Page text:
Human-like head. Excavated in Sanxingdui, Guanghan county, Sichuan Province, in 1986, Shang dynasty, ca. 16th - 11th BCE. Bronze, height 39.3 cm, National Museum of Chinese History, Beijing. © The Israel Museum
Detail: One of the eyes. Human-like head, Shang dynasty, ca. 16th - 11th BCE, National Museum of Chinese History, Beijing. © The Israel Museum
In 1986, a sizable group of larger-than-life bronze figures and heads, some covered with gold, along with many jades and elephant tusks, were unearthed in sacrificial pits in Sanxingdui, in Sichuan province. No signs of human sacrifice were found. This discovery shed new light on the geographic range of bronze culture, which until then had been thought of as concentrated mainly in central China. At the same time, it raised many questions about this hitherto unknown civilization and these awesome bronze figures, which are unlike anything found before and on which no written documentation exists.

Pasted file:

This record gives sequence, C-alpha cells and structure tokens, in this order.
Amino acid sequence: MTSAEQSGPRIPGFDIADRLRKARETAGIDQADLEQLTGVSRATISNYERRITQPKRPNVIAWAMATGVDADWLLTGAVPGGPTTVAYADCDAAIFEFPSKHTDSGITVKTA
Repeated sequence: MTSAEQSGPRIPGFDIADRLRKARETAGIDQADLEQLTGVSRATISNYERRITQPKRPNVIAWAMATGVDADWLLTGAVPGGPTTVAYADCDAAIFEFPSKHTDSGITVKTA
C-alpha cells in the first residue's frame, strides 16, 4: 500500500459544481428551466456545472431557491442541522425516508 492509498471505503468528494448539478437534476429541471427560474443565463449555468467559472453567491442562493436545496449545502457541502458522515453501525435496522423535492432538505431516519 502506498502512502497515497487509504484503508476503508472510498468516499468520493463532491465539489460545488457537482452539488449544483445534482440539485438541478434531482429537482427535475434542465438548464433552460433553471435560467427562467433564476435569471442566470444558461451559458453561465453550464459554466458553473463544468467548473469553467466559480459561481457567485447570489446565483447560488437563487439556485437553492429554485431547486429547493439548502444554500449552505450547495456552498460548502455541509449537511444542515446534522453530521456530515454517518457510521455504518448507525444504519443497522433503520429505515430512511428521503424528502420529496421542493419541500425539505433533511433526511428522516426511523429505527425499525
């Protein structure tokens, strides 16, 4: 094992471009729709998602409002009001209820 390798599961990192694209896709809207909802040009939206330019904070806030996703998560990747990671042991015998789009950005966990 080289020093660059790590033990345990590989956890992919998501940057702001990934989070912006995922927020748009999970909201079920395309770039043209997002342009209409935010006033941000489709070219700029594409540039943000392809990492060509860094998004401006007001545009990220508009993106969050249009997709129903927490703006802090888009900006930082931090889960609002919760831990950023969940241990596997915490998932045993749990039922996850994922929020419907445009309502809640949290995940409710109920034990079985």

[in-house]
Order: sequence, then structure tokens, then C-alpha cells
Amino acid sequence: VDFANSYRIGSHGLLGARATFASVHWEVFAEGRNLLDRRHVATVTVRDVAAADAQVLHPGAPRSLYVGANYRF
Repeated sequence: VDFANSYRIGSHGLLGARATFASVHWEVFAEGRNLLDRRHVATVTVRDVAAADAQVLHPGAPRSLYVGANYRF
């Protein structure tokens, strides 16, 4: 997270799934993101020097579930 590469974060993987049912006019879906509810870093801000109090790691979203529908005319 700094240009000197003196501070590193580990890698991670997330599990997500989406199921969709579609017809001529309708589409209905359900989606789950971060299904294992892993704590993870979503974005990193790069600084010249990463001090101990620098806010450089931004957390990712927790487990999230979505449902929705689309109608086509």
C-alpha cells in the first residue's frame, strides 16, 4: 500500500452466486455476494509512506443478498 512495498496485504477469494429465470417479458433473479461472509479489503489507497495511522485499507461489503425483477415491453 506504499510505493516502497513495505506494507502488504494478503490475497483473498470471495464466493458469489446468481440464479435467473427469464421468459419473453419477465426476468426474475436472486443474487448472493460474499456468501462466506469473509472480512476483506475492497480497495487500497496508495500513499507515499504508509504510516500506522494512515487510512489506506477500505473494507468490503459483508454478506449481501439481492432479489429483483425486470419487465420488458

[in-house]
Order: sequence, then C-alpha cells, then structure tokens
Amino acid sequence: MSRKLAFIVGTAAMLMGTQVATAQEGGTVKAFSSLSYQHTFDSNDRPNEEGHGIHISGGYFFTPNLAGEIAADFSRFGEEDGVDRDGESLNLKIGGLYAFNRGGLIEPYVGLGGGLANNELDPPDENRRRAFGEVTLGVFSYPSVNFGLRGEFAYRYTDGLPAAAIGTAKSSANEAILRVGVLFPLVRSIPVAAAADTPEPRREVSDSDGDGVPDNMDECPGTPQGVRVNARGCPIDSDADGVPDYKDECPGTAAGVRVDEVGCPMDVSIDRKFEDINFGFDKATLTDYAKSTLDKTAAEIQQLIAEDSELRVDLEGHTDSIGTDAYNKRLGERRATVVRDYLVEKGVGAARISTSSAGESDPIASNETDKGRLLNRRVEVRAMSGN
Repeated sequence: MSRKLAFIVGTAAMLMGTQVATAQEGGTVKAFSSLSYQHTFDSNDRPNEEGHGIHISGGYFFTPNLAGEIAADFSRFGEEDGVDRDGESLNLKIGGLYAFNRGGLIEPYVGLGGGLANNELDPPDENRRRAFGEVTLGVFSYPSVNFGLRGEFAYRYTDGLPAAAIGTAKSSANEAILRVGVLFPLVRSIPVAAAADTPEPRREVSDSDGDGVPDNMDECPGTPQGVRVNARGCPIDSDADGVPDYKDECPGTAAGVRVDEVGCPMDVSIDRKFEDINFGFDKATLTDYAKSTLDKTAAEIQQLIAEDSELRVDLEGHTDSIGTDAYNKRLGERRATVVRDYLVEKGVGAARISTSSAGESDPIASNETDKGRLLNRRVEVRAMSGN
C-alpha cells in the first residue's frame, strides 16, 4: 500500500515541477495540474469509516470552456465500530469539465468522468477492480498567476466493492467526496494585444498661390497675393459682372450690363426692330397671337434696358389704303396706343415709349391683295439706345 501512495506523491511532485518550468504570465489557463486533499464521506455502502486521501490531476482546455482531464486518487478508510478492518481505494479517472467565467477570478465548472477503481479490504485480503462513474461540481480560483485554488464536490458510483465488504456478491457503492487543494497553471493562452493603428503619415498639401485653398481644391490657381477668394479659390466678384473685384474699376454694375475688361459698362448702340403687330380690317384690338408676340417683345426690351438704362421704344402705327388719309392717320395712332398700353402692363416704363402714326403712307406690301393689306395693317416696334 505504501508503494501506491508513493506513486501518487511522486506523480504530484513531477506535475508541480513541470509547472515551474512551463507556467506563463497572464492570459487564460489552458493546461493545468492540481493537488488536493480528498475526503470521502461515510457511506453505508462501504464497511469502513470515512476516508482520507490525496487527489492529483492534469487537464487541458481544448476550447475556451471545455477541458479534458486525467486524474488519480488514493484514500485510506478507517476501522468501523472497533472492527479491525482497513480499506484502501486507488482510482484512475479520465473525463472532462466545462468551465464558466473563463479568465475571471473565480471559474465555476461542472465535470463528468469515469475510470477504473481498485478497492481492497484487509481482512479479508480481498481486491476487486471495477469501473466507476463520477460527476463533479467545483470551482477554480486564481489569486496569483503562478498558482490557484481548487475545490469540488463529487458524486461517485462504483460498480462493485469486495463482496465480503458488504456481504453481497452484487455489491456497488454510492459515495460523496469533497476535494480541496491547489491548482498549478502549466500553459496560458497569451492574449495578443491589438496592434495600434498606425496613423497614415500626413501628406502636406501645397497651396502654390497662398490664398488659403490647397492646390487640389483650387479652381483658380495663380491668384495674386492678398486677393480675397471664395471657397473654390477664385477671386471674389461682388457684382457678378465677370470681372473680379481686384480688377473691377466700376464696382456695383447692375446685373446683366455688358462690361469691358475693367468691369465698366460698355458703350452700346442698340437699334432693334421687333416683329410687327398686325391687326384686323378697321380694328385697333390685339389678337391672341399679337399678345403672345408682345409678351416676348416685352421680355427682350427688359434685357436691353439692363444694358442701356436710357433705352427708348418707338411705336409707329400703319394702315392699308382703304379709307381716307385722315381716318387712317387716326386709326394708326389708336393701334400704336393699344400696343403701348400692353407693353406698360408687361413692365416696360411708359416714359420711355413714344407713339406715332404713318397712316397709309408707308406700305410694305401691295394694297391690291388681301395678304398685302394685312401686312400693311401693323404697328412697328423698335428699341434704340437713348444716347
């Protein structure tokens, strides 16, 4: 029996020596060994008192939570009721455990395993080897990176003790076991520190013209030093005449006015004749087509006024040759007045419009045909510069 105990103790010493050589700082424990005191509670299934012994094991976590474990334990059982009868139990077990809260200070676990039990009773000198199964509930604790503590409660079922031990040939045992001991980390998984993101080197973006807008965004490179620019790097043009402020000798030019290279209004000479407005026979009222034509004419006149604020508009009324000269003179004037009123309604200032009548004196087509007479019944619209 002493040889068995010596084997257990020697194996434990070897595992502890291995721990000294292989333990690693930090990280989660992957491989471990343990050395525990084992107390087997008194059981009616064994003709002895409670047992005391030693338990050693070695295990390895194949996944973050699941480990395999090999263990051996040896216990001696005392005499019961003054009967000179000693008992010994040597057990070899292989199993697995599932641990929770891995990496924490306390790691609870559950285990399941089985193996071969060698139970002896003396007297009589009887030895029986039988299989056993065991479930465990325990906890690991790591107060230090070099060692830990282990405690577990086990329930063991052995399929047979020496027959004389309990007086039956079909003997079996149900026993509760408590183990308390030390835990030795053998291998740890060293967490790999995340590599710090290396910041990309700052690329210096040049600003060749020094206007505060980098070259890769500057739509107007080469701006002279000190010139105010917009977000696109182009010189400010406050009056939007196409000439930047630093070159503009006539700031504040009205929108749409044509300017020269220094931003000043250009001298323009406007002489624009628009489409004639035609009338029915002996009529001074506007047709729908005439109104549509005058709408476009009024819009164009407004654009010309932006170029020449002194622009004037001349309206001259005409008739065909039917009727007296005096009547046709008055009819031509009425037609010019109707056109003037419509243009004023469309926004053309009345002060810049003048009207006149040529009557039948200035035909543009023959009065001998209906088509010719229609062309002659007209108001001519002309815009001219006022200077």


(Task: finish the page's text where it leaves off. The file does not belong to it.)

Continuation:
Exhibition 'China: One Hundred Treasures', Jerusalem, August 14, 2001 - January 15, 2002